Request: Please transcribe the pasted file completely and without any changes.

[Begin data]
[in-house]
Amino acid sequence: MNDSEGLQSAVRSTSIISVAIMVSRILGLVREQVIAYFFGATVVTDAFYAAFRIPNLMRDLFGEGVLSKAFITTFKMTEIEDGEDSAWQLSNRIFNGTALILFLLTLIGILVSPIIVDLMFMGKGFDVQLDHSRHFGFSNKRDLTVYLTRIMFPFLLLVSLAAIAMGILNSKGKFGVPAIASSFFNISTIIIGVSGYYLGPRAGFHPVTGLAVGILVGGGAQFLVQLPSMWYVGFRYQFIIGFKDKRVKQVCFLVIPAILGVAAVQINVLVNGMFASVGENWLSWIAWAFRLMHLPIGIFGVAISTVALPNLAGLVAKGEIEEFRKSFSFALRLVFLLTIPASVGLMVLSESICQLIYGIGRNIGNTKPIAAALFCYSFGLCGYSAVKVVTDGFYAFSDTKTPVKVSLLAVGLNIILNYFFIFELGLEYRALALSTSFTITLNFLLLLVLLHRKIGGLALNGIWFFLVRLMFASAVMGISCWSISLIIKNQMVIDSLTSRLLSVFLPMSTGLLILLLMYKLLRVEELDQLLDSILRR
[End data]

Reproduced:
[in-house]
Amino acid sequence: MNDSEGLQSAVRSTSIISVAIMVSRILGLVREQVIAYFFGATVVTDAFYAAFRIPNLMRDLFGEGVLSKAFITTFKMTEIEDGEDSAWQLSNRIFNGTALILFLLTLIGILVSPIIVDLMFMGKGFDVQLDHSRHFGFSNKRDLTVYLTRIMFPFLLLVSLAAIAMGILNSKGKFGVPAIASSFFNISTIIIGVSGYYLGPRAGFHPVTGLAVGILVGGGAQFLVQLPSMWYVGFRYQFIIGFKDKRVKQVCFLVIPAILGVAAVQINVLVNGMFASVGENWLSWIAWAFRLMHLPIGIFGVAISTVALPNLAGLVAKGEIEEFRKSFSFALRLVFLLTIPASVGLMVLSESICQLIYGIGRNIGNTKPIAAALFCYSFGLCGYSAVKVVTDGFYAFSDTKTPVKVSLLAVGLNIILNYFFIFELGLEYRALALSTSFTITLNFLLLLVLLHRKIGGLALNGIWFFLVRLMFASAVMGISCWSISLIIKNQMVIDSLTSRLLSVFLPMSTGLLILLLMYKLLRVEELDQLLDSILRR